Ghar Udyog is aptly named “Business from Home,” reflecting how the artisans are able to do some of the work at their homes. This allows them to take care of domestic duties and children and not waste time traveling. Such flexibility is important for all the cooperatives, but it is crucial for Ghar Udyog because all the embroidery artisans live far away from the Ghar Udyog workplace. They have organized it so that one artisan travels between the workplace and the women’s homes to distribute the pieces and pick up the finished product.
When it was originally formed, Ghar Udyog was located in Santacruz, near the MarketPlace office. In 2009, however, they relocated to Uttan, a fishing village located up the coast from Mumbai. After the move, they had to start from scratch, gathering a new group of artisans. Shamima went house to house in the new location, telling women about how they could start working and earning money. The resulting group was so inexperienced, only one woman had any knowledge of embroidery. Shamima, with the help of Zia from SHARE, had to train them in all aspects of the work and the organization. At first, they had the artisans practice and get experience doing work for the local market. When they were ready, Ghar Udyog began to sew for MarketPlace.
Before Ghar Udyog, these women barely left their homes. Now they travel by train the considerable distance to Santacruz for workshops and social programs. They particularly appreciate the social programs, which have taught them about many issues, including health and legal rights, and which have helped them develop both professionally and personally. They have become leaders in their community and have acquired new-found respect from their husbands. Some of these women did not receive even a basic education and do not know how to read or write. Where their children are concerned, they give education the highest priority.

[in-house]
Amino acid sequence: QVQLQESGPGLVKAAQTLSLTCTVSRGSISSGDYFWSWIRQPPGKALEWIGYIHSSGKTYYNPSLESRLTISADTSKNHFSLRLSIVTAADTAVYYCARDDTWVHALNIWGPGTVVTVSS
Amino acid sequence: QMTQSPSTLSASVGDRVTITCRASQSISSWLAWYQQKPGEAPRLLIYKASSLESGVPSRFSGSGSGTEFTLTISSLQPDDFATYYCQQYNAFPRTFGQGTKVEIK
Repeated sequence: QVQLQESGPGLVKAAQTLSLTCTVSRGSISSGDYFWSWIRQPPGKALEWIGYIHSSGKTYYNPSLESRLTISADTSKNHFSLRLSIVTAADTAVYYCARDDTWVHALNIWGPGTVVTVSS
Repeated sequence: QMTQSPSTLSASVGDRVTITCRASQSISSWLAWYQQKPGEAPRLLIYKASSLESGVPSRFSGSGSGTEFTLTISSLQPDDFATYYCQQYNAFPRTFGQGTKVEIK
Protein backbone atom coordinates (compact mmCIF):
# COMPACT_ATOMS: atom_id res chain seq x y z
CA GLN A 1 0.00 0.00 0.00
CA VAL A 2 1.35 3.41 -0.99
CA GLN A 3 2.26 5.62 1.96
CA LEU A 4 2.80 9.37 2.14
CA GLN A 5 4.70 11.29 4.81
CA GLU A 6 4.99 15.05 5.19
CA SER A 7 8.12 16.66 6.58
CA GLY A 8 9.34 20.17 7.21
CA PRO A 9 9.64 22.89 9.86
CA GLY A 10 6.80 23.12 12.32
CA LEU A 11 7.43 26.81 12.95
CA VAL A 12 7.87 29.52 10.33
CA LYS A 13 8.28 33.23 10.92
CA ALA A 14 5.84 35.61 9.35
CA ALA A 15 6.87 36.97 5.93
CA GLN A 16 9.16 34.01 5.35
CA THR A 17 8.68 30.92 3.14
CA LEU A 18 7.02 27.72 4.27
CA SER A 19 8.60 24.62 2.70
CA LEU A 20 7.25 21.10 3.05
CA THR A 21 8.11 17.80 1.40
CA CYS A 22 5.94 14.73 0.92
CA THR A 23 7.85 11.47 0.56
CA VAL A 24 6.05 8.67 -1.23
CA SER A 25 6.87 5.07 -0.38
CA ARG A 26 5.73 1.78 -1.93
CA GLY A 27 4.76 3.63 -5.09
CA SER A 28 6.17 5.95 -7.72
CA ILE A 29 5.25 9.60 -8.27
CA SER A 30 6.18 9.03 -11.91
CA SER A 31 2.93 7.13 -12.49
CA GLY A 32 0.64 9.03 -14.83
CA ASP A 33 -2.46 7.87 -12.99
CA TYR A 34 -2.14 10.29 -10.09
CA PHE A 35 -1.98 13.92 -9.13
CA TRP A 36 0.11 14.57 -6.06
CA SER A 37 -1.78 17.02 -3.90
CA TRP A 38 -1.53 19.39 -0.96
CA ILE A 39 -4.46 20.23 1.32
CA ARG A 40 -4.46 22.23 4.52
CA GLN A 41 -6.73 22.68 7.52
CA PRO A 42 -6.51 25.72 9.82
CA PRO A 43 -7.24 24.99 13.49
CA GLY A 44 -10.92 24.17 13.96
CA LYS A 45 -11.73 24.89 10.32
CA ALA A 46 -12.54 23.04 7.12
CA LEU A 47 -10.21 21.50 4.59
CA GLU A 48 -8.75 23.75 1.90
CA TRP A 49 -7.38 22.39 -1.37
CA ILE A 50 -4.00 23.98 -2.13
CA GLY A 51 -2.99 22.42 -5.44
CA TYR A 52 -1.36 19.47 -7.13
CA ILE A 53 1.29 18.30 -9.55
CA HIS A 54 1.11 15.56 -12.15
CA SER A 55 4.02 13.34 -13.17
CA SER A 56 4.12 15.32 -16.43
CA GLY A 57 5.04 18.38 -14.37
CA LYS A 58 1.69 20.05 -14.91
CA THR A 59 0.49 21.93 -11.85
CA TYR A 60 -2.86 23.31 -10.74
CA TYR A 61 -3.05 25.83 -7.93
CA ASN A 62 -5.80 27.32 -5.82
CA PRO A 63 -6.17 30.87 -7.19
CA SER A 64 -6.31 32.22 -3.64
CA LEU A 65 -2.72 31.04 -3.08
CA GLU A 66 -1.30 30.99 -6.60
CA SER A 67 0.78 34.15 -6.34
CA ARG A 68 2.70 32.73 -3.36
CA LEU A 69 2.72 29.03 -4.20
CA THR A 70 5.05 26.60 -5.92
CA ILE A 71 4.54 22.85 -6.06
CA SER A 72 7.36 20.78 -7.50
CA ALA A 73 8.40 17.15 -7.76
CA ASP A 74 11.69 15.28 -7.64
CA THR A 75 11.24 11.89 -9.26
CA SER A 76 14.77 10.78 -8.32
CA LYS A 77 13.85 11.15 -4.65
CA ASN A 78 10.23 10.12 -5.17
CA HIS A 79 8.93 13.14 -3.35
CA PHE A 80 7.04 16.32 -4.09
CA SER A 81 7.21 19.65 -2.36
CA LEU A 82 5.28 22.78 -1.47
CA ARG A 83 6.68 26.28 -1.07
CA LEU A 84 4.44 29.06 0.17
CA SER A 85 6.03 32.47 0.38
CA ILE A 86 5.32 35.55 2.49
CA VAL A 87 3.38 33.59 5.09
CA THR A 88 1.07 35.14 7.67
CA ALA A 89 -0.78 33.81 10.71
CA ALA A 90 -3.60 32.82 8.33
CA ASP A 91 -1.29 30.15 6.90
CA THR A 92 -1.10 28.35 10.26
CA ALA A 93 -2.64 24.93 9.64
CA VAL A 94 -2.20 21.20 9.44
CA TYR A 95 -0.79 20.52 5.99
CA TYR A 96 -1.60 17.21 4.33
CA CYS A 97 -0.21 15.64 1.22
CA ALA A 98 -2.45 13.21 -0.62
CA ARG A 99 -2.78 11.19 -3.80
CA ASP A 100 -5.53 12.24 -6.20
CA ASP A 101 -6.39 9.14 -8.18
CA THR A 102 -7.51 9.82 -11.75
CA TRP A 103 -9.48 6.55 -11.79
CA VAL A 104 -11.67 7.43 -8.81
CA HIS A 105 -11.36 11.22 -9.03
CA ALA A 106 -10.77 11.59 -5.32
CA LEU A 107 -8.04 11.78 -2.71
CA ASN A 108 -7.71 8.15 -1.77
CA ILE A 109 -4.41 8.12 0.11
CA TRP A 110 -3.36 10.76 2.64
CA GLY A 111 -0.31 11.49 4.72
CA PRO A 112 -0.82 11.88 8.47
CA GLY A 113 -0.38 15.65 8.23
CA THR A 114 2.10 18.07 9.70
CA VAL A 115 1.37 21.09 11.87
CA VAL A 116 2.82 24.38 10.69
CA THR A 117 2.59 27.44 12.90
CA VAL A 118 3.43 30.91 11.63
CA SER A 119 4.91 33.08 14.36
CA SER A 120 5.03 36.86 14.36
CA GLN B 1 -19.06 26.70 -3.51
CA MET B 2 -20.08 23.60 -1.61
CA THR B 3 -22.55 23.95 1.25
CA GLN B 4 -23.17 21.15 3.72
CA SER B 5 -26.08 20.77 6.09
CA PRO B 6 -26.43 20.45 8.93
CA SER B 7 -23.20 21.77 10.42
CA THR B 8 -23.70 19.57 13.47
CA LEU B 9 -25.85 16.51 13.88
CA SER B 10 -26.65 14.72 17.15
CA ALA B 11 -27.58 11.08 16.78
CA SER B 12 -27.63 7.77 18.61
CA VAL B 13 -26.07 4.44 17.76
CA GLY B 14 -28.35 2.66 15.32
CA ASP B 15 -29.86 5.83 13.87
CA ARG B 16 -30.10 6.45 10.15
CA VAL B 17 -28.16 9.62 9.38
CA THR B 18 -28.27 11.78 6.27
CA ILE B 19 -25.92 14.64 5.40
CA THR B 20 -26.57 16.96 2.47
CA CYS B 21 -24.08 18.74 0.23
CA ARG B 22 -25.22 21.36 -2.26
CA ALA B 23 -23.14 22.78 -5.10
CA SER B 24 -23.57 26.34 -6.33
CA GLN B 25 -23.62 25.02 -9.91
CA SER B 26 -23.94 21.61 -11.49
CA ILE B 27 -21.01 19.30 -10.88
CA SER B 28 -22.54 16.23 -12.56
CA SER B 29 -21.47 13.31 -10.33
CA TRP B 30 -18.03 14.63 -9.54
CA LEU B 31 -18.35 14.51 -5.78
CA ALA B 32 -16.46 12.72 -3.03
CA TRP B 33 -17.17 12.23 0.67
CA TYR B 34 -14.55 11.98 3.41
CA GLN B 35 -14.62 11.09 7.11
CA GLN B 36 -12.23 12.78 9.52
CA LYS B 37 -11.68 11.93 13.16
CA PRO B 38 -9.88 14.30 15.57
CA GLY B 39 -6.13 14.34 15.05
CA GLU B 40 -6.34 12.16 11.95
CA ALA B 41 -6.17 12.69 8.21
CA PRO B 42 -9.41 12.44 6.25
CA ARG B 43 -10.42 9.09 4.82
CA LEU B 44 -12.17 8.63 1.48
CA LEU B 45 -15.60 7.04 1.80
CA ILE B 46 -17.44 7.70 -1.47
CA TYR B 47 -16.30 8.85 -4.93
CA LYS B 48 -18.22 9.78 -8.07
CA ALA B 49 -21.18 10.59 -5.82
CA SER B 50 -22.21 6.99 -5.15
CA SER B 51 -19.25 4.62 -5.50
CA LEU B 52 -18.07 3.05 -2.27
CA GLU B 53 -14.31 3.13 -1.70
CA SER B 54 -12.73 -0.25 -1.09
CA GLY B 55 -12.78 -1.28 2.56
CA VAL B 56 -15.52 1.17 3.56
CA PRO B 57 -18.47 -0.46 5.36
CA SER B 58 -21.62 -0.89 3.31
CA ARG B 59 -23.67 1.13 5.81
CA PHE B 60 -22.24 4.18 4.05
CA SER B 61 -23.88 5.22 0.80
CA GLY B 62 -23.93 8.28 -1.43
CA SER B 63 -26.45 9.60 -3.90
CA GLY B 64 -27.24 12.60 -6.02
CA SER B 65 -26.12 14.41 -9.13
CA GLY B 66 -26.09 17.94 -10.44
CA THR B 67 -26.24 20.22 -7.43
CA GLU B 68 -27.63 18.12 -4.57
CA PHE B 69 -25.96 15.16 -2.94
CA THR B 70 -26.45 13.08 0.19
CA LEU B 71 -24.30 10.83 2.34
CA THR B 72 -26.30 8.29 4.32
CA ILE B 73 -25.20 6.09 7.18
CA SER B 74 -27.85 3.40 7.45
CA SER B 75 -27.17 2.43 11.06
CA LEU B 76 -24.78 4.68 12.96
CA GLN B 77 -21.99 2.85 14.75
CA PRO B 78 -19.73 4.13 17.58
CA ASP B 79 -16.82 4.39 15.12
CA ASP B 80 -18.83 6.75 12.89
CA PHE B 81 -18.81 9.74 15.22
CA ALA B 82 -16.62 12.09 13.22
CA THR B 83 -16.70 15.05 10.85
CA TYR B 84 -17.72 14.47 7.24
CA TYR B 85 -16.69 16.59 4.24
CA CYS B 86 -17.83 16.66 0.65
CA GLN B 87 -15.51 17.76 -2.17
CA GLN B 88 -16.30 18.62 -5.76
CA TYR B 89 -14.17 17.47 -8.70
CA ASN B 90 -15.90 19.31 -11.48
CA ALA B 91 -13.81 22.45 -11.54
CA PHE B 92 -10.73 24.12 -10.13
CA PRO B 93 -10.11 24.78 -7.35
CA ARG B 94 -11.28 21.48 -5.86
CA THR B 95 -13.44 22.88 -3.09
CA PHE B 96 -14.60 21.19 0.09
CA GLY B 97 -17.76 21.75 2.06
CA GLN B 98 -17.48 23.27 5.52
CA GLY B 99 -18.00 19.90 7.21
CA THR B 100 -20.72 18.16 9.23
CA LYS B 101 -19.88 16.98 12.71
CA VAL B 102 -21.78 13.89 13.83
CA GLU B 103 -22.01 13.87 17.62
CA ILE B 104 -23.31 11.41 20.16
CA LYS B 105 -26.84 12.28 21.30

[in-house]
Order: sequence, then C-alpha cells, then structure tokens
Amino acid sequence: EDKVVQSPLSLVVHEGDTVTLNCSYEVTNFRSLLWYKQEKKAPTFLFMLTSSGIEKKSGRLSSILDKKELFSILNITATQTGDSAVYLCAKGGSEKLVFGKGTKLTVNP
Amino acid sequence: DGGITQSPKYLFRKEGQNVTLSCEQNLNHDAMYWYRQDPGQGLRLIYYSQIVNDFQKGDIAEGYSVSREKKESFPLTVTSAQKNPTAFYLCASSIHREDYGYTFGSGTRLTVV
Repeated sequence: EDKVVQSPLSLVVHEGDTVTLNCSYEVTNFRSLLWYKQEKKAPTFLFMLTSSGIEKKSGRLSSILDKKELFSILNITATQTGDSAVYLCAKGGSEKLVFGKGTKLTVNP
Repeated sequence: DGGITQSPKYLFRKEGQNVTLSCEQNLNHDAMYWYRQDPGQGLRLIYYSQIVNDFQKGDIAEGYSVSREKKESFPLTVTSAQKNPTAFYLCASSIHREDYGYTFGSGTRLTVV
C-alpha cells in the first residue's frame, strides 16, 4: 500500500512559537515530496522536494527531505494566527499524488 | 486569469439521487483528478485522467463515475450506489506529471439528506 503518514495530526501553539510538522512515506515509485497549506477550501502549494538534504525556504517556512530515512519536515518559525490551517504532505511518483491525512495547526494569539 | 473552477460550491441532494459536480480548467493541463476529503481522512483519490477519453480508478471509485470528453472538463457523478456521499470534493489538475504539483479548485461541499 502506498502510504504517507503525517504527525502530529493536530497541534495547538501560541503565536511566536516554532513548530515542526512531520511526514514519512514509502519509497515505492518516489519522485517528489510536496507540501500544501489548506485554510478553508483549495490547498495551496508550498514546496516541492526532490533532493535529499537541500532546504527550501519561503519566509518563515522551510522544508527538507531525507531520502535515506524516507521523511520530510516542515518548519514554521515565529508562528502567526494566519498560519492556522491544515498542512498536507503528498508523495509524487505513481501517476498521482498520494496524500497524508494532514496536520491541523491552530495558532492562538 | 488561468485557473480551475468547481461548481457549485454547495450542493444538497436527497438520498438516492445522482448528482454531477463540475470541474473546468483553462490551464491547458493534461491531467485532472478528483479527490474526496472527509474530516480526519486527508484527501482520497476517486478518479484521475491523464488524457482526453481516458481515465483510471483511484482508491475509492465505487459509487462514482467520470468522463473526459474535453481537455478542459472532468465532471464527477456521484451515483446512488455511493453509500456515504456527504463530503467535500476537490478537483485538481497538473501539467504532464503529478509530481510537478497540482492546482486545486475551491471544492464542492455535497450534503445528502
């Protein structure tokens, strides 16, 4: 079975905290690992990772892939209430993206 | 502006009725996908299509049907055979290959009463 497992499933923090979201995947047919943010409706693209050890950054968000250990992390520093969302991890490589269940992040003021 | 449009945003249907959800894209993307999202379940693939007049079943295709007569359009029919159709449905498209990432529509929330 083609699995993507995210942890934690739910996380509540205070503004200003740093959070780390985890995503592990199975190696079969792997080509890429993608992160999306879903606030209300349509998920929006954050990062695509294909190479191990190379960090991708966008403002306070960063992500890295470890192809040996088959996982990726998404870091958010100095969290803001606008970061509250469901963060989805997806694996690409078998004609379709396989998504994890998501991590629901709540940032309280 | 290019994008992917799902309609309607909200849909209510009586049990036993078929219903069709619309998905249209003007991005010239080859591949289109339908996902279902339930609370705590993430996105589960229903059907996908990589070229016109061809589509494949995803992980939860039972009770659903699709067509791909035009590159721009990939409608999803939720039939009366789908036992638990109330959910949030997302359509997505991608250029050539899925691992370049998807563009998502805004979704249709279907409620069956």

Ziabhai, Ghar Udyog’s current head, is praised for running a fair workplace, always able to find assignments for artisans requesting work. They particularly enjoy April Fool’s Day because the group has a good-natured and longstanding tradition of playing pranks on Ziabhai that day. They also enjoy an occasional accidental break. When the power goes out temporarily and they can’t work in the workshop, they gather on the terrace and sing songs and play games. “We feel like we are schoolchildren,” one artisan confides. These hardworking women have earned a little fun!